author interview - sutapa

Author Answers with Sutapa Basu

The blue cover with its upside down text instantly catches the eye, the confident Ipshita beckons with her pizzazz and the reason for it all is the gifted and super talented Sutapa Basu. An Army wife and a word lover all her life she has written Dangle with élan.

An author, poet and publishing consultant, Sutapa Basu also dabbles in art and trains trainers and is a compulsive bookworm. During a thirty-year-old professional career as a teacher, editor, and publisher, she travelled the Indian subcontinent, Nepal, and Bhutan. She has visited UK, USA, Dubai and Singapore while working with Oxford University Press, India and Encyclopædia Britannica, South Asia until 2013 when she decided to start writing seriously. 

Sutapa is an Honours scholar from Tagore’s Visva-Bharti University, Santiniketan and holds a teaching as well as a masters degree in English Literature. 

Sutapa Basu Picture

Sutapa Basu

As a publisher, Sutapa has developed and published around 400 books. Recently, her short story was awarded the First Prize in the Times of India’s nationwide WriteIndia Contest, under author, Amish Tripathi. 

I had the honor to meet her at the Gurgaon launch of Dangle and she is all that her book and bio say and a lot more. Today I am pleased to welcome Sutapa to the blog as she talks about the book, her writing journey, and her words.

 author interview - sutapa

Q1. When did you decide to become a writer? Why do you write?

Sutapa – I have been a voracious reader from, I believe, the age of 5 or 6 years. There were times as a child when just playing a game, I would tell the story that I may be reading at the moment to a gang of my friends. From there it was a small step to writing plays which we would all act out. According to my mother, I wrote my first play when I was around 8 years old.

Apparently, she found it scribbled in an old school exercise book flying about our play area and preserved it for posterity. Ever since, all through my school and college days, my jaunting around with my husband, raising children, working at teaching, training and publishing I have been writing fiction, poetry, and features.

A lot of school textbooks that I designed, developed and published by Oxford University Press and Encyclopaedia Britannica, South Asia carry my stories and poems. I would write them on the spur of the moment when we could not find suitable stories for the textbooks to teach the English language to students.

It was 2013 when I decided that now I cannot but listen to all those voices chattering in my head and focus on giving birth to their stories. That was the time I took a conscious decision to start my third innings as a writer.

  1. Give us three “Good to Know” facts about you. Be creative.

Sutapa – I am an author of children’s fiction. I have a huge collection of stories, plays and poems for children aged 5 to 16 years. Many of my works have been published in English school textbooks read by students of schools in India and abroad. I have plans of writing a fiction series for children. I also intend to translate a book of popular children’s fairytales written in Bangla.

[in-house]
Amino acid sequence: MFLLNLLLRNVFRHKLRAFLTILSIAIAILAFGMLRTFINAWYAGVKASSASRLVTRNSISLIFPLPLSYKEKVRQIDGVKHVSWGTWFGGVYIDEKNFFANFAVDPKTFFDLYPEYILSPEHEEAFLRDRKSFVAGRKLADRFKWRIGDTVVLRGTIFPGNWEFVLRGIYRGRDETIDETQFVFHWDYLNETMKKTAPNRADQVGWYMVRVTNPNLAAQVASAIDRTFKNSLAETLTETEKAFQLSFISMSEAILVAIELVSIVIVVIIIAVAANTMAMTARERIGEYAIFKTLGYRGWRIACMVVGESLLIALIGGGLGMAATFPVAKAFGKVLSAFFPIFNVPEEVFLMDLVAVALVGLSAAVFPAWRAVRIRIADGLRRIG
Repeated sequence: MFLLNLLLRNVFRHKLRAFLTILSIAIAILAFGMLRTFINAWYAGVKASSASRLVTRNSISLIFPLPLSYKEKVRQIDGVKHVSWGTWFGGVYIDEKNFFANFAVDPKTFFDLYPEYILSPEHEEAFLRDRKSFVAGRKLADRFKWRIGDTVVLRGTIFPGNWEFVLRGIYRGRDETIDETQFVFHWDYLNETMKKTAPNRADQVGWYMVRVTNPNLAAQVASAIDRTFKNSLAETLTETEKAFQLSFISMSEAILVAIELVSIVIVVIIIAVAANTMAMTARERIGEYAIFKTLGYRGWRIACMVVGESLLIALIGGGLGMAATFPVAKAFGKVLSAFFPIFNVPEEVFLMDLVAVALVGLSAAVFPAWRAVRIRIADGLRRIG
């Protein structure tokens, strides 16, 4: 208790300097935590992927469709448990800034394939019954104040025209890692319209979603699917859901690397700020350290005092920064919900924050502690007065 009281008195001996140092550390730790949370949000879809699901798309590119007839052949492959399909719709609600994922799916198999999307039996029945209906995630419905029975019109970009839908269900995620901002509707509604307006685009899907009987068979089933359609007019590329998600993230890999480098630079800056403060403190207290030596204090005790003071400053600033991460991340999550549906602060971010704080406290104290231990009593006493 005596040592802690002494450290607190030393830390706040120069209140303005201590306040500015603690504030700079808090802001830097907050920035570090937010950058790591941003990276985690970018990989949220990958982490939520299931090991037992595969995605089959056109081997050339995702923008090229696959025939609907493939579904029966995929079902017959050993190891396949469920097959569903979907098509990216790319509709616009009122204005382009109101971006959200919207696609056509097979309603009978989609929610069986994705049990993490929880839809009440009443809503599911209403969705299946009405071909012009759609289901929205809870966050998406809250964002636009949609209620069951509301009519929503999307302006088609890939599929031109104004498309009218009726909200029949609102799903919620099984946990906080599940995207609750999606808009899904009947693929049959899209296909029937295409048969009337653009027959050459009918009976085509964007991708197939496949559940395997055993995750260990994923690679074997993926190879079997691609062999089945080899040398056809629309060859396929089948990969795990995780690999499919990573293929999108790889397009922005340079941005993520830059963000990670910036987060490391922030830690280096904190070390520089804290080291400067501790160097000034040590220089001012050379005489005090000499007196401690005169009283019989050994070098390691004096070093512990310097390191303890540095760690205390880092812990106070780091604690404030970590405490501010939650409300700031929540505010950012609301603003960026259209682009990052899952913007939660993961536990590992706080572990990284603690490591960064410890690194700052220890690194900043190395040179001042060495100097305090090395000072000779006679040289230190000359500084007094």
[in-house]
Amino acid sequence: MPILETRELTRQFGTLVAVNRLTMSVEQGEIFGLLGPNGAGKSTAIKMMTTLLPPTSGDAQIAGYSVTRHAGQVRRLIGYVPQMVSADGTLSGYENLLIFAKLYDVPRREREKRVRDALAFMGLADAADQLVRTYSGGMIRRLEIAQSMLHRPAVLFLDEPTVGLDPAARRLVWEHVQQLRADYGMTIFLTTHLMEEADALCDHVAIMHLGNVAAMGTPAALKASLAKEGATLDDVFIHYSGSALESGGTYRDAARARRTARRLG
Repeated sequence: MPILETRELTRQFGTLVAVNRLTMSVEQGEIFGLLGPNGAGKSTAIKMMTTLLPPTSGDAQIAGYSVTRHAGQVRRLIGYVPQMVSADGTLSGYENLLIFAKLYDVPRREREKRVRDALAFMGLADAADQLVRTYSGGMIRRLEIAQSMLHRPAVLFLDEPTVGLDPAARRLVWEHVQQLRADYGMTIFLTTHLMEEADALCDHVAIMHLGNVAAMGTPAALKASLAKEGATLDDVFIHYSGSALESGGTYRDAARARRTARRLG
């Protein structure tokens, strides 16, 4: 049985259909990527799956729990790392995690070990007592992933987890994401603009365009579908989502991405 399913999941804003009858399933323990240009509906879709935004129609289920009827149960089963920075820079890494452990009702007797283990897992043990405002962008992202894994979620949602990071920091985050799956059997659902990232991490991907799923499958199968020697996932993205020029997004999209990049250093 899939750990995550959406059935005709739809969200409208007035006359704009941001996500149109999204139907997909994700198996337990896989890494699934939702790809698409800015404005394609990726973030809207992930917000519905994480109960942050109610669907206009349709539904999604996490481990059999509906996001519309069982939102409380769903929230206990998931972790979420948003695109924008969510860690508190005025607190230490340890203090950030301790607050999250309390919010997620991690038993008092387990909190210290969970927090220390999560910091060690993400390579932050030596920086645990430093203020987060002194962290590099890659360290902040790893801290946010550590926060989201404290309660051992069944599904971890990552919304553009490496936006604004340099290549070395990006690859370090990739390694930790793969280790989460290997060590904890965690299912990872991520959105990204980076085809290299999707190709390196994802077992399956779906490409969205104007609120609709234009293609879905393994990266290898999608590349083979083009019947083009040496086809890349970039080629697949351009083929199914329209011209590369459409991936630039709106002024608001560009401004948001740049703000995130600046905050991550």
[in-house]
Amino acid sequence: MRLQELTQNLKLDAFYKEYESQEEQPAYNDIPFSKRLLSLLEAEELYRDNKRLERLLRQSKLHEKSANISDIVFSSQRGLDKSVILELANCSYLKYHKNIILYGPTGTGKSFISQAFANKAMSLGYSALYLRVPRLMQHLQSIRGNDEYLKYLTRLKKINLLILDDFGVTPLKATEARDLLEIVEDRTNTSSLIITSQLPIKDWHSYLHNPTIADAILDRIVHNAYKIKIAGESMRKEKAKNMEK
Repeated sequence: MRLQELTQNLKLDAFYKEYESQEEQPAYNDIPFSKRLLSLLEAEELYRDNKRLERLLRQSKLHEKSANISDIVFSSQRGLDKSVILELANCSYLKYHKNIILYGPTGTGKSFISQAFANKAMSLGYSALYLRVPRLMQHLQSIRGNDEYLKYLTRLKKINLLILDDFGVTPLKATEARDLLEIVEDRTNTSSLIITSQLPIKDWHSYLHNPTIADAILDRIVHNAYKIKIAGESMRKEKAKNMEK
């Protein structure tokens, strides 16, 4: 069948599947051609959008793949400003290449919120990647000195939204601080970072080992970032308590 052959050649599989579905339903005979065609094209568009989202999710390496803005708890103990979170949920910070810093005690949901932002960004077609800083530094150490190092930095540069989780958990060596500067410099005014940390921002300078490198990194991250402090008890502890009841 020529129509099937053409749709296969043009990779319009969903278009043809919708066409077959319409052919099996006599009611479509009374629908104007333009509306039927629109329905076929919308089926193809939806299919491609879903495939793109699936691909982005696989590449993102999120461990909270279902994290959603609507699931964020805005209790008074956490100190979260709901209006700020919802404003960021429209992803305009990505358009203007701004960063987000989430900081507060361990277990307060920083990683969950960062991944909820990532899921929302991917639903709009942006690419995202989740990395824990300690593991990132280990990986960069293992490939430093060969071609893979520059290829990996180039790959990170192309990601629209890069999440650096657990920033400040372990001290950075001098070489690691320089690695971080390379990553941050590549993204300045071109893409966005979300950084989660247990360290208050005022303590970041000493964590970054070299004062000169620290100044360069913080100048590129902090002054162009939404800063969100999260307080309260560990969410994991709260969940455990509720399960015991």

I am, till recently on stage, an exponent of Tagore dance, which to uninitiated, is an art form that expresses Tagore lyrics through mudras and rhythm. As I had been an English teacher in private schools for around 16 years, I had the opportunity to direct and stage ballets with a 200 kids cast. In fact, I have adapted ‘Peter Pan’ into a two-hour long musical, written lyrics for it, composed music and choreographed it for the stage with 250 kids acting in it. It was staged in 1998 at Delhi. Even props like the pirate ship and the tree house were built in the school by the students of the Art Department!

I love travelling. Seeing new places gives me great pleasure and I always discover people, tales, art, places in nooks and corners that are not the usual touristy stuff. Eventually, they become part of my stories.

  1. What has been your motivation for writing this book, “Dangle”?

Sutapa – When I consciously focused on writing seriously in 2013, I veered naturally towards authoring a long fiction. But choosing the theme of ‘Dangle’ happened more unconsciously. After shunting around the country and beyond it for about 20 odd years as an army spouse, I finally took root in Delhi. Here, my work, travel, and interactions with people gave me the opportunity to observe many urban neuroses. It set me thinking and wondering why such intelligent and obviously talented people gave into their own devils or remained dangling, strangled by their own indecisions. But they were not the only ones. I also met people who had decided to come to the big city to find their destiny. Many of them had come from small towns and adjusting to the demands and restrictions of the city was overwhelming for them. Many had to deal with barriers of an unfamiliar language and unprovoked dissonance so typical of Delhi. Yet they stayed, worked and found their feet.

As I had attempted to look under the surface, I found in them the strength of determination, undaunted tenacity and unwavering faith in themselves. I wanted to bring all these different and often contradictory elements together on one stage. Gradually, the seed of ‘Dangle’ began to grow until it took over all my waking and sleeping moments. So in 2014 when I sat down to write this novel, I was putting into words a multitude of thoughts that had been fermenting inside me for a while. Drafting it was like a catharsis for me.